The Journal Gazette
Thursday, February 08, 2018 1:00 am


Prevailing opinion

Study undercuts arguments made for wage repeal

In 2015, when then-Indiana Gov. Mike Pence was mulling a run for the presidency, he campaigned hard to get the common construction wage rule repealed by the legislature.

“Wages on public projects should be set by the marketplace and not by government bureaucracy,” Pence said. Getting rid of the 80-year-old law, he argued, would help local governments and schools struggling with property tax caps, and open “doors of opportunity” for small businesses interested in capturing construction contracts.  

But repeal defied common sense. Would a measure that encouraged out-of-state contractors to underbid local companies by cutting the wages they paid to construction workers really benefit the Indiana communities where those local companies tried to do business?

The repeal certainly wasn't going to help northeast Indiana meet its crucial goals of attracting and retaining skilled workers and catching up with the rest of the state and nation on wages.

Passed in 1935 and revised in 1995, Indiana's common construction law, also known as a prevailing wage law, was designed to protect local workers and encourage quality workmanship by establishing consistent wages for public projects in a particular community.

The wages were arrived at not by a bureaucracy but by a committee that included a labor representative, a representative of the governmental agency directing the project and local citizens. That balance led committees to set rates that reflected the history of public-project wages in the community.  

A study by the nonpartisan Midwest Economic Policy Institute suggests the repeal three years ago hasn't accomplished what Pence and his legislative allies believed it would. Reported last week by the Times of Northwest Indiana, the study asserts that – to no one's surprise – repeal led construction wages to drop by 8.5 percent. During the same period, construction wages rose by a combined 2.8 percent in Illinois, Michigan and Ohio, states that still have prevailing-wage requirements.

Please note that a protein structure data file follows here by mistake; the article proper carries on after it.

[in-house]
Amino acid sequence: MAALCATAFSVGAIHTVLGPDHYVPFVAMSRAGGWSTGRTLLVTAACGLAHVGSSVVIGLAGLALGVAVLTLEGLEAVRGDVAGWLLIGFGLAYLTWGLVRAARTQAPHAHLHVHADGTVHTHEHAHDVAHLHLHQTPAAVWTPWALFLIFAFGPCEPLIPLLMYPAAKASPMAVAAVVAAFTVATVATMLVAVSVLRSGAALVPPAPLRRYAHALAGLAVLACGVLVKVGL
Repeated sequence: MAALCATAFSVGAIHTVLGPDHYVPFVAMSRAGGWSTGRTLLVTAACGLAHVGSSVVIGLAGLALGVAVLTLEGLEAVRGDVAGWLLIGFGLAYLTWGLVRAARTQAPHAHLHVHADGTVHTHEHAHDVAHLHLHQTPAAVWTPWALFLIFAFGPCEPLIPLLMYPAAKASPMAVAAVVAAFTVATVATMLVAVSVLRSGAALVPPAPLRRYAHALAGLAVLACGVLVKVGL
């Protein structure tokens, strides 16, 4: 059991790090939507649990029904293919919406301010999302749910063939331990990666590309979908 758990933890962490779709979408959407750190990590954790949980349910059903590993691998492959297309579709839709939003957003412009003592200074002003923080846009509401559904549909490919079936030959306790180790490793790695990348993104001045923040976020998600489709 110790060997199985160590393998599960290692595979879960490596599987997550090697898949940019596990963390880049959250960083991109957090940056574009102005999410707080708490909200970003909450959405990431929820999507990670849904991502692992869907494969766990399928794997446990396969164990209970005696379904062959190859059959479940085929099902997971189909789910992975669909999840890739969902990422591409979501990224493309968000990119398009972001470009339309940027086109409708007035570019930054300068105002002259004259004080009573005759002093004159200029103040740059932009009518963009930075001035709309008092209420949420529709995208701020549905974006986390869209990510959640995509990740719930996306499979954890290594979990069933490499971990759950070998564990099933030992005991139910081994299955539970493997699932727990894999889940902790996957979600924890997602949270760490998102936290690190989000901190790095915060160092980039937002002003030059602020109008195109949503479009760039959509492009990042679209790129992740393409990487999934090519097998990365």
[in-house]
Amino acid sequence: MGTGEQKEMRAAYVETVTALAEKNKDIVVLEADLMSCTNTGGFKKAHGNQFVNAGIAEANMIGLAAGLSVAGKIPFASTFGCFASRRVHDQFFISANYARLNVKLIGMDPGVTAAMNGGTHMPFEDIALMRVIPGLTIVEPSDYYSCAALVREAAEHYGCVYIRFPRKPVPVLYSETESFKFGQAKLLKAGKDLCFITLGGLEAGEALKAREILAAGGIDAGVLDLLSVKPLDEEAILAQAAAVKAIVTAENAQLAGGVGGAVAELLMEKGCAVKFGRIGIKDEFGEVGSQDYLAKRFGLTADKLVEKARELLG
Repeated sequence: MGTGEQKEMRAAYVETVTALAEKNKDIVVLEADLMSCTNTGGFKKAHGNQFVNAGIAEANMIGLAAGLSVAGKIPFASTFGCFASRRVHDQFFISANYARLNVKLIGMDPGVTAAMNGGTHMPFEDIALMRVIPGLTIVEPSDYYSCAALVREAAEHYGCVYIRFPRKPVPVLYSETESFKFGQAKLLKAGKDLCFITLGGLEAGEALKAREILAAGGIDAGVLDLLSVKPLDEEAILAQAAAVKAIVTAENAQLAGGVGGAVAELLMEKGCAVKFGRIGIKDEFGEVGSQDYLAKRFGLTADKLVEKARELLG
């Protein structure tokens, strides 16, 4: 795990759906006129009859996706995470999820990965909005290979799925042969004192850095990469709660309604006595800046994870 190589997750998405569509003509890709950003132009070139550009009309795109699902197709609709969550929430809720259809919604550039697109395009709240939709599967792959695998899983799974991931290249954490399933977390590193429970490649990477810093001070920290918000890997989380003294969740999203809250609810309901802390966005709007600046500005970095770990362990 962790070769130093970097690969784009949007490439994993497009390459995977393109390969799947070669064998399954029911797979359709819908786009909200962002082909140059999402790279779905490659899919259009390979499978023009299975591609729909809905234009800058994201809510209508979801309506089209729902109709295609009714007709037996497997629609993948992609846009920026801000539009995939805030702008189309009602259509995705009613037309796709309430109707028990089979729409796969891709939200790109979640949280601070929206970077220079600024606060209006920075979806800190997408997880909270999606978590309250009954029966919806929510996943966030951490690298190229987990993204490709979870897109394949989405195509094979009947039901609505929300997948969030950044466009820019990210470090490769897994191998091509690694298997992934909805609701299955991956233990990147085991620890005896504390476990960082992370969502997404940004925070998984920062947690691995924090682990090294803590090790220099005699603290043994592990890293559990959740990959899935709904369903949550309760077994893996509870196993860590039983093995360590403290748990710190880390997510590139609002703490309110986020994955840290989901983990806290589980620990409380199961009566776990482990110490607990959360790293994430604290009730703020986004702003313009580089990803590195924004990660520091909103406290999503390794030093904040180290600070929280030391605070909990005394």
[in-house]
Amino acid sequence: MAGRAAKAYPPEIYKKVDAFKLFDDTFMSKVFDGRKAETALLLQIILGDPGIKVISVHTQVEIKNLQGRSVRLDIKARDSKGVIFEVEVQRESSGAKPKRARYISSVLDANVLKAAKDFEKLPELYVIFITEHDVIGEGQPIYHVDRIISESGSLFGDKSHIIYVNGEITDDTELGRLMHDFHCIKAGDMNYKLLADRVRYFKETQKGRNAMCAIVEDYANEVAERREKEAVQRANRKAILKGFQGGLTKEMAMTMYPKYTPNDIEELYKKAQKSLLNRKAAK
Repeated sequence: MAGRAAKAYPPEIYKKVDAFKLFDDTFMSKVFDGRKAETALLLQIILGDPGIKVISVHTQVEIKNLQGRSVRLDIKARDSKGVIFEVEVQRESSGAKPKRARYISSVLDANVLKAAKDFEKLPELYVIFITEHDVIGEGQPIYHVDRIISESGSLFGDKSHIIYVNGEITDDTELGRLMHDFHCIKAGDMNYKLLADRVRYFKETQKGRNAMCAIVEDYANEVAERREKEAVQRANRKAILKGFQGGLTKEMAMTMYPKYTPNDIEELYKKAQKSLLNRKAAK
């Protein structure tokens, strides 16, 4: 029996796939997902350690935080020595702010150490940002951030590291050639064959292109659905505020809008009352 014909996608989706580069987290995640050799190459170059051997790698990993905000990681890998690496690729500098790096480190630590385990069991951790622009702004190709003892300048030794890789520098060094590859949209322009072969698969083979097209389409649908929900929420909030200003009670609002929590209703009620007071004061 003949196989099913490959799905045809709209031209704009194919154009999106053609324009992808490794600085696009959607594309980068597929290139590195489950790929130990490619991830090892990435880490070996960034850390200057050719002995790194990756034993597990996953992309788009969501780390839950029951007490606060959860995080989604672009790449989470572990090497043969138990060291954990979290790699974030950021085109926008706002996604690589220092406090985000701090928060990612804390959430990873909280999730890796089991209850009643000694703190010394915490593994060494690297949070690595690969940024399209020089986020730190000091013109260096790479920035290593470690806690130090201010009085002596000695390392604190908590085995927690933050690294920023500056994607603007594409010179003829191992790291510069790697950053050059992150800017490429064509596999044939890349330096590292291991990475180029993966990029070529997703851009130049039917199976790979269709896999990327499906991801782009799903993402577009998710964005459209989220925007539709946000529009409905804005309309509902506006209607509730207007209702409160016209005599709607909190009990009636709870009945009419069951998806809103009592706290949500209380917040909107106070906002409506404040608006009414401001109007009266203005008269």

But rather than getting more for their money, Indiana taxpayers may have been getting less, as lower wage rates led to a less-skilled construction workforce. That, in turn, led to lower productivity than in the nearby states with prevailing-wage rules.  

“While public projects in Indiana appear to cost 2.1 percent less per hour,” the study's authors told Times reporter Dan Carden, “contractors and taxpayers are paying workers that are 5.3 percentage-points less productive per hour. As a result, the relative decrease in worker productivity more than offsets any benefits from Indiana's lower wages.”

The study reached other conclusions that should surprise those who believed repeal of the common construction wage rule would create more robust competition. Before repeal, public works projects in 14 Indiana counties analyzed by the policy institute received an average of three bids. After repeal, the average was virtually the same – 2.9 bids per project. And rather than opening up the construction market to non-union businesses, “union businesses grew their market share post-repeal to 91 percent of market value, up from 87 percent,” Carden wrote.

Such counterintuitive results suggest lawmakers and Gov. Eric Holcomb could move past knee-jerk anti-unionism and consider implementing some new version of the common construction rule. It's too late for this session, of course, but the topic would be a great one for a summer study committee.

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